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H765, An Act to Reduce Solid Waste and Provide Universal Recycling Access
H765, An Act to Reduce Solid Waste and Provide Universal Recycling Access
H765, An Act to Reduce Solid Waste and Provide Universal Recycling Access
H765, An Act to Reduce Solid Waste and Provide Universal Recycling Access
H765, An Act to Reduce Solid Waste and Provide Universal Recycling Access
H765, An Act to Reduce Solid Waste and Provide Universal Recycling Access
H765, An Act to Reduce Solid Waste and Provide Universal Recycling Access
H765, An Act to Reduce Solid Waste and Provide Universal Recycling Access
H765, An Act to Reduce Solid Waste and Provide Universal Recycling Access
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H765, An Act to Reduce Solid Waste and Provide Universal Recycling Access

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Claire Sullivan, Executive Director of the South Shore Recycling Cooperative presents her universal recycling bill, H765 An Act to Reduce Solid Waste and Provide Universal Recycling Access

Claire Sullivan, Executive Director of the South Shore Recycling Cooperative presents her universal recycling bill, H765 An Act to Reduce Solid Waste and Provide Universal Recycling Access

Published in: Business, Technology
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  • 1. Why a “Universal Recycling” Bill?• Munis provide recycling access to most residents• Focus for diversion has been on municipalities• Many/most private customers opt out of “optional” recycling• More disposed tons, recovery potential from commercialsector:1 MassDEP SWMP 2010-2020, Table 12 MassDEP Municipal Solid Waste and RecyclingSurveys 20093 US Census Bureau Massachusetts Quick FactsTotal MSW: 5.8 million tons disposed 2009 1Municipalities: 2.3 million tons disposed 2009 2,3Remainder = commercial: 3.5 million tons
  • 2. Current regulations• MassDEP Waste Bans enforced at end of pipe• high diminimis action levels• difficult to ID generator• low chance of NON or fine• SWMP, p.21: Policy Objective One: “Increase recyclingand composting by businesses and institutions throughTA, a requirement on waste haulers to provide fullrecycling services to their customers, more aggressiveenforcement of Waste Bans on haulers and generators”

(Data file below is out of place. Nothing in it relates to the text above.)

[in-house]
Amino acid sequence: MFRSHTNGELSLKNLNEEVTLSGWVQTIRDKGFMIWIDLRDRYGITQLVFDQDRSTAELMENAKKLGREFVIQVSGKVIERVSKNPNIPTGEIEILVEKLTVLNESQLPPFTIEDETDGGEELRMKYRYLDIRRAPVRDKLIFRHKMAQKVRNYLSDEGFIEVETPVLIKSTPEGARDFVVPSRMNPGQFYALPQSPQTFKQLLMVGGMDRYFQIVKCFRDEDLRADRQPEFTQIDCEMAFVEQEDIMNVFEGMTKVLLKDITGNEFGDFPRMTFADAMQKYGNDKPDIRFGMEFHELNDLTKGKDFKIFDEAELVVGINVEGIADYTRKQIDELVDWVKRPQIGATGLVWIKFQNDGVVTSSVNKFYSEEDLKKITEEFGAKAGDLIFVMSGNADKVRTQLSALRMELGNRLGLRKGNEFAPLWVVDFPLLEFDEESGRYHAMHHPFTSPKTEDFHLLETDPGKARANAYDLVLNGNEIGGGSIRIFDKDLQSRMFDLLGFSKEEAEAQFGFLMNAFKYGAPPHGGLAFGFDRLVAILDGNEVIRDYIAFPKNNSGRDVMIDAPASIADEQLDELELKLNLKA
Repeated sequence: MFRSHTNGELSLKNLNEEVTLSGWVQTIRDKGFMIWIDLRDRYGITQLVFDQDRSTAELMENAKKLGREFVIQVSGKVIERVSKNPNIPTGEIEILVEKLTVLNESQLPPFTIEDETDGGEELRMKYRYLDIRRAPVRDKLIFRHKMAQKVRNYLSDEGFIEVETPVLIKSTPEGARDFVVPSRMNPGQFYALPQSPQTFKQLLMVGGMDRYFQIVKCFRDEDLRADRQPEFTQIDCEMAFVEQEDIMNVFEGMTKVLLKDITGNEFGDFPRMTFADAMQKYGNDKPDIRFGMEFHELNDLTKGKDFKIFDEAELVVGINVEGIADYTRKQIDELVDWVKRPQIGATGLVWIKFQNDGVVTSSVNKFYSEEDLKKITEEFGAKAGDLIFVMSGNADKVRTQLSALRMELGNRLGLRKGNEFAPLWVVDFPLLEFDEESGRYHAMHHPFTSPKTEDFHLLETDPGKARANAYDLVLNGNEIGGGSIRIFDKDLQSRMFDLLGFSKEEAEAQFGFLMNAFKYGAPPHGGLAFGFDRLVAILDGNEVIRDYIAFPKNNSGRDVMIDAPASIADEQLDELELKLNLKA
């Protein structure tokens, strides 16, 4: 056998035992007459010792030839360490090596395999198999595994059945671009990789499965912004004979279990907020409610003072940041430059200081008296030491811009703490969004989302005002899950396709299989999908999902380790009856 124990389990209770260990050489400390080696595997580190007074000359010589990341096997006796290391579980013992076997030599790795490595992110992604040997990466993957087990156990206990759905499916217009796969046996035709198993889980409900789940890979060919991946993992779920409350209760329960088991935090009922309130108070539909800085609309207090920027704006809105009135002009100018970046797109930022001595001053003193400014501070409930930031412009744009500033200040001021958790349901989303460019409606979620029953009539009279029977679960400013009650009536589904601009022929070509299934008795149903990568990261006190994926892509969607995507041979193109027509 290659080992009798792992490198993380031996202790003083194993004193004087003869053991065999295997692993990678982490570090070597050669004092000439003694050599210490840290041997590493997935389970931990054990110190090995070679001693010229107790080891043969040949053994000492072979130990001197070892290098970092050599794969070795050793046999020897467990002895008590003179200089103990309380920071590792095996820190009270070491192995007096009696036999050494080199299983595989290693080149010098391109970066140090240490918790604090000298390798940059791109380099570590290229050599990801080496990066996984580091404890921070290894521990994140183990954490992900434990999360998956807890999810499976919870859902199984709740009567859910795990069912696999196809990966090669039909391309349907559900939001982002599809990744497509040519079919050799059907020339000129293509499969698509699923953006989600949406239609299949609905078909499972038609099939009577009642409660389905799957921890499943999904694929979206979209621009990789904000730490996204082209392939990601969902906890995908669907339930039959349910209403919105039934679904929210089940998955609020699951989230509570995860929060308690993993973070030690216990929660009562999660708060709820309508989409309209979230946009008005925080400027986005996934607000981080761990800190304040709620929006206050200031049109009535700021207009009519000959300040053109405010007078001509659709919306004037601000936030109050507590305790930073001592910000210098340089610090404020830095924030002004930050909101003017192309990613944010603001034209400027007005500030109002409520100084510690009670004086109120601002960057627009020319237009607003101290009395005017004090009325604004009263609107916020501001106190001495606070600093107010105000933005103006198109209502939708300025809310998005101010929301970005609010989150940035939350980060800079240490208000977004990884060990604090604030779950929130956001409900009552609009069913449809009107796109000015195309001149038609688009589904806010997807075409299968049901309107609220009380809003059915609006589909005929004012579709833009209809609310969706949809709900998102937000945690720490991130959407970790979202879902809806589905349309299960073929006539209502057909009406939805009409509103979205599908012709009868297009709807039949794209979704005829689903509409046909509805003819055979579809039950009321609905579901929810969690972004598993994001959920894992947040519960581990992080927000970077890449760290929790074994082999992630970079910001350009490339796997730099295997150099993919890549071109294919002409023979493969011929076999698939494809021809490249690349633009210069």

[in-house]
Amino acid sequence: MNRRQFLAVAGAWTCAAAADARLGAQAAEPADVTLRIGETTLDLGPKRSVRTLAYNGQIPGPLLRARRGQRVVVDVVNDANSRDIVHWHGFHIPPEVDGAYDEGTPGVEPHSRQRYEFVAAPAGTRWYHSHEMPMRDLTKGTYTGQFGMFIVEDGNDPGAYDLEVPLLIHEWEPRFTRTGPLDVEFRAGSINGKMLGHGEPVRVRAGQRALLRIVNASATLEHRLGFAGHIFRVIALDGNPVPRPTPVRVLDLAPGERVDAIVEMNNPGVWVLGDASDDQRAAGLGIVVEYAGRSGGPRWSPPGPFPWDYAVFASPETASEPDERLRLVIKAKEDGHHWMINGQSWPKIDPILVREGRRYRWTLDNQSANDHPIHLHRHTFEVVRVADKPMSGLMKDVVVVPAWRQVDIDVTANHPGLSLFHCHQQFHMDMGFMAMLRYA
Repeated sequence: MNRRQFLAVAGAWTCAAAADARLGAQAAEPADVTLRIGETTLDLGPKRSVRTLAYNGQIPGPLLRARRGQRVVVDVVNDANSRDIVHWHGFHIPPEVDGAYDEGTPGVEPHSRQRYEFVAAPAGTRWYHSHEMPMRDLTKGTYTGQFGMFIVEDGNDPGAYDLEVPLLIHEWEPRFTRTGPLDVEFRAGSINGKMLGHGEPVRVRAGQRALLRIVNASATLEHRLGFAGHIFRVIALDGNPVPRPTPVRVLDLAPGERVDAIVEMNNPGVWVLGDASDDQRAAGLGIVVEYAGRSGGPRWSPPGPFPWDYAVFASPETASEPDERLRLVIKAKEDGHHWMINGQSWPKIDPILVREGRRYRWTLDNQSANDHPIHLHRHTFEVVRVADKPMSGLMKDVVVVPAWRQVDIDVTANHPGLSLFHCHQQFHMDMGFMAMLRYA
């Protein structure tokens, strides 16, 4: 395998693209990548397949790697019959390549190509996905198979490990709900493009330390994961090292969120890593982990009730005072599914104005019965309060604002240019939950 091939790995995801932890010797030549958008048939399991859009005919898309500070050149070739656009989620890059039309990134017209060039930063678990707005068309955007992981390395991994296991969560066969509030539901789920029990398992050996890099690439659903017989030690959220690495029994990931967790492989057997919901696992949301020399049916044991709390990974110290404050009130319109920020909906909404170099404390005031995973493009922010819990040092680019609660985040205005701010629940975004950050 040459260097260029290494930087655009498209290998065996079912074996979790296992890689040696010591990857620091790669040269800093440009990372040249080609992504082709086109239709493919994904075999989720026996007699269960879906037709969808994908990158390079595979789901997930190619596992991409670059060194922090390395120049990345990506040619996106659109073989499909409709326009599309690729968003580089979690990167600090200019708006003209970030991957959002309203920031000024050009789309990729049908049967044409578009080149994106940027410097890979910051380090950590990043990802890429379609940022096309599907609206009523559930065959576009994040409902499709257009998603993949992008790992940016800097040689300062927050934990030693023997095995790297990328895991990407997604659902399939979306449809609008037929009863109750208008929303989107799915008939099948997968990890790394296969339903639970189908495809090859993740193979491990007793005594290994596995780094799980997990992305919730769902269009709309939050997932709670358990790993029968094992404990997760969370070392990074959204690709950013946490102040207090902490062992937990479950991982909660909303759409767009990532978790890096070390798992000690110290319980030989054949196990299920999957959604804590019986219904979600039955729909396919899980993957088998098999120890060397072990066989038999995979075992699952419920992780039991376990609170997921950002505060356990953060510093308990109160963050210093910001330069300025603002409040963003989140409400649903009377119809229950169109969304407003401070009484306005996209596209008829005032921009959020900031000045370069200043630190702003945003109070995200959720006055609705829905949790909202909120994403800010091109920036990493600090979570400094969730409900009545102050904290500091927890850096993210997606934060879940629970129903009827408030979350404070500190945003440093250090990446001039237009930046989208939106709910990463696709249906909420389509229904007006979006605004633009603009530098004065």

• 3.  all residents, businesses and institutions must separaterecyclables from the trash all waste haulers must provide adequate recyclablescollection service to all customers and recycling service must be included with solid wastecollection service cost. MassDEP have the authority to enforce the Waste Banson generators and haulers from the point of generationthrough the point of disposal.
  • 4. Models 63 Local ordinances in Mass. Waste haulers must provide recyclingservice to all customers, document to town 33 require bundled pricing Some require businesses to recycle Enforcement by BOH is difficult Vermont Act 148: An act relating to establishinguniversal recycling of solid waste 2012 Delaware SB234: Universal Recycling Law 2010 California AB341: Recycling Law 2012
  • 5. Status 13 Cosponsors Committee: Environment, NaturalResources and Agriculture 617-722-2210 Hearing date: TBD 2 page Baby Bill needs nurturing (and data) fromstakeholders to help it grow, mature and succeed Survey to assess current service levels, impacts onwaste and recycling haulers
  • 6. Potential ImpactsEnvironmental: Recover valuable material resources Eliminate need for new disposal capacity Reduce GGEs from manufacturing, disposalEconomic: Improve collection route efficiencies Create jobs Business opportunity: Increase revenues/ Reduce costs?Please take the survey atssrcoop.info, scroll to Documents
  • 7. Claire Sullivan, Executive Director781.329.8318ssrecyclingcoop@verizon.netLET’S FIGURE IT OUTTOGETHER!
  • 8. Source: MassDEP2010-2020 SolidWaste MasterPlan, Dec. 2012,Fig, 5

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